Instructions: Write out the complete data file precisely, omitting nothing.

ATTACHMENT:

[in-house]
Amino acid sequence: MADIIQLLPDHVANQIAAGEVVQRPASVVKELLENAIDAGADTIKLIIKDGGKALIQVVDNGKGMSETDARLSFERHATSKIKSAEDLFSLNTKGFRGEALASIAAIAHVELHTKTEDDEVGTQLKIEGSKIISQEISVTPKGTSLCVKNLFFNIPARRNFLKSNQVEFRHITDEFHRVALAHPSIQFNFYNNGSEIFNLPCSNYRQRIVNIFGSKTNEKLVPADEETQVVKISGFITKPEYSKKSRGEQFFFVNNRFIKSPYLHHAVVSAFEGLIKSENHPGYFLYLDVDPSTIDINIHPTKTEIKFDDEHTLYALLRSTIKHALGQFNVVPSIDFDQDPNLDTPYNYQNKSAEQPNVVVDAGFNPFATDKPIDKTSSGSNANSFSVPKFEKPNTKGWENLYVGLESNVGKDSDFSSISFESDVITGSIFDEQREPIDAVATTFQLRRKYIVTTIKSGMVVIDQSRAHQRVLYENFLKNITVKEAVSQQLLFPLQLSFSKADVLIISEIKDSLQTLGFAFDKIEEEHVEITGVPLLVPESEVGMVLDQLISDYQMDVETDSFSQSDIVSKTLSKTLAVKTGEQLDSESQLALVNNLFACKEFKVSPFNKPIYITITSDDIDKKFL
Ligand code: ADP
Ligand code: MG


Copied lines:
[in-house]
Amino acid sequence: MADIIQLLPDHVANQIAAGEVVQRPASVVKELLENAIDAGADTIKLIIKDGGKALIQVVDNGKGMSETDARLSFERHATSKIKSAEDLFSLNTKGFRGEALASIAAIAHVELHTKTEDDEVGTQLKIEGSKIISQEISVTPKGTSLCVKNLFFNIPARRNFLKSNQVEFRHITDEFHRVALAHPSIQFNFYNNGSEIFNLPCSNYRQRIVNIFGSKTNEKLVPADEETQVVKISGFITKPEYSKKSRGEQFFFVNNRFIKSPYLHHAVVSAFEGLIKSENHPGYFLYLDVDPSTIDINIHPTKTEIKFDDEHTLYALLRSTIKHALGQFNVVPSIDFDQDPNLDTPYNYQNKSAEQPNVVVDAGFNPFATDKPIDKTSSGSNANSFSVPKFEKPNTKGWENLYVGLESNVGKDSDFSSISFESDVITGSIFDEQREPIDAVATTFQLRRKYIVTTIKSGMVVIDQSRAHQRVLYENFLKNITVKEAVSQQLLFPLQLSFSKADVLIISEIKDSLQTLGFAFDKIEEEHVEITGVPLLVPESEVGMVLDQLISDYQMDVETDSFSQSDIVSKTLSKTLAVKTGEQLDSESQLALVNNLFACKEFKVSPFNKPIYITITSDDIDKKFL
Ligand code: ADP
Ligand code: MG